Item level RFID is the Mount Everest of RFID, with by far the largest potential at up to ten trillion tags yearly as most barcodes are replaced. Infrastructure, software and services to make it happen are likely to approach one hundred billion dollars yearly across the world - roughly the sum that will be needed for the tags. Item level is a term that usually refers to fairly small items in high volume. We do not include animals, where about one billion, relatively expensive tags yearly will be needed in 10-15 years. Vehicles, transport containers, conveyances and so on are not called "items" - they also need very different RFID tags and infrastructure at very different prices. The biggest potential for item level after consumer packaged goods is the postal items, books and the packets of drugs we see in the home. These add up to enormous figures as we show below.
Potential maximum yearly sales by 2020 or earlier for different types of item level RFID tagging
So much for the dreams. In the harsh reality of today, many could be forgiven for thinking that item level tagging is entirely on hold as the severe problems of the chosen UHF frequency for pallets and cases are tackled. After all, the tagging of pallets and cases is mandated by leading retailers and the US Military and they want it now - primarily to save cost and improve performance. Item level tagging offers far more benefits than case and pallet tagging. They include crime reduction, error prevention and brand enhancement as well as cost, service and so on. It is only with item level tagging that the consumer will clearly see benefits. However, attractive as this may be, when you are up to your neck in crocodiles you do not plan to drain the swamp. Tesco, Abbott Laboratories, Gillette and others have put item level work on hold as they wrestle with making UHF pallet and case tags work near metal and water ie in real world situations and to the necessary very high levels of accuracy and reliability. They also have to obtain the specialised tags and infrastructure at realistic prices.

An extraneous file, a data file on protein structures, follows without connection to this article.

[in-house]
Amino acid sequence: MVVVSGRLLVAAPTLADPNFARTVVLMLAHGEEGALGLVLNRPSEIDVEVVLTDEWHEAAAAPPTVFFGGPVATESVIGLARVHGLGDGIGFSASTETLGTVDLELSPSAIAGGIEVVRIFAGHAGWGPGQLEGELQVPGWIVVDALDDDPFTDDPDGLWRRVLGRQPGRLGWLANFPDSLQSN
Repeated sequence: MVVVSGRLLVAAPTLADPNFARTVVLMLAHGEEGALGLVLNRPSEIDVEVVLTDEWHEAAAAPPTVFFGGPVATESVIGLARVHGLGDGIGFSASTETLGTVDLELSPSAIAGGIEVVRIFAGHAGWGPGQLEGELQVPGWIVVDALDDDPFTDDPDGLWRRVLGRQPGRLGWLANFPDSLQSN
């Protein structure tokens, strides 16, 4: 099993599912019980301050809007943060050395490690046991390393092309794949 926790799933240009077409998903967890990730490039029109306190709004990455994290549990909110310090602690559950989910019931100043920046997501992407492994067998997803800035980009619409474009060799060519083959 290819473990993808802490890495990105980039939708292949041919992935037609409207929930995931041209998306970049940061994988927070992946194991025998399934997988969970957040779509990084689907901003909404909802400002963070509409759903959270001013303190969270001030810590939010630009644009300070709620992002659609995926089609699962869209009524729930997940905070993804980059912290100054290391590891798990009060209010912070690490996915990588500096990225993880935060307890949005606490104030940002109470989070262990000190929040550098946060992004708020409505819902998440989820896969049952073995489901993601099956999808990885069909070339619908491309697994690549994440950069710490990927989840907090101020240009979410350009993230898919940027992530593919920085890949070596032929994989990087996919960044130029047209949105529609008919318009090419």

Nonetheless, the travails on pallets and cases are far from the whole story. Others with their own priorities are proceeding very rapidly to trial and roll out item level tagging with excellent paybacks, usually employing the well proven 13.56 MHz frequency where the environment and production quality are less of a problem. That is not to say that UHF systems will not work well at item level one day: indeed, many practitioners favour it for items of retail apparel which is dry and not necessarily near metal. Here the extra range at UHF can be valuable because these items are often bulky. All we argue is that, for now, the world's UHF experts have more immediate situations to optimise - that means pallets and cases for nearly 100,000 suppliers of Wal-Mart alone.
So what is it that is quietly going on at item level? The IDTechEx Knowledgebase is a good resource here. It has 1300 cases of RFID in action in over 40 countries, whether trials or full rollouts. Of these, there are about 150 that we could call item level by our definition but the list is growing very rapidly. We have fresh food tagged in Botswana and Japan, survival equipment in France and cigarettes, videos and even artificial logs in the US. Supermarket items have been tagged in the Philippines. Most are trials of course but gas cylinders and beer barrels tagged in Denmark, the UK, France and elsewhere have long been full rollouts with excellent paybacks of one year or so. And this is a worldwide phenomenon. Their objectives vary greatly of course and the list changes by the day. Those that quietly get on with item level tagging are increasingly reaping rewards.
Examples of item level tagging of packages
To see other examples read Item Level RFID, RFID Market Forecasts, Players, Opportunities 2005-2015 and attend the major conference Smart Labels USA 2006.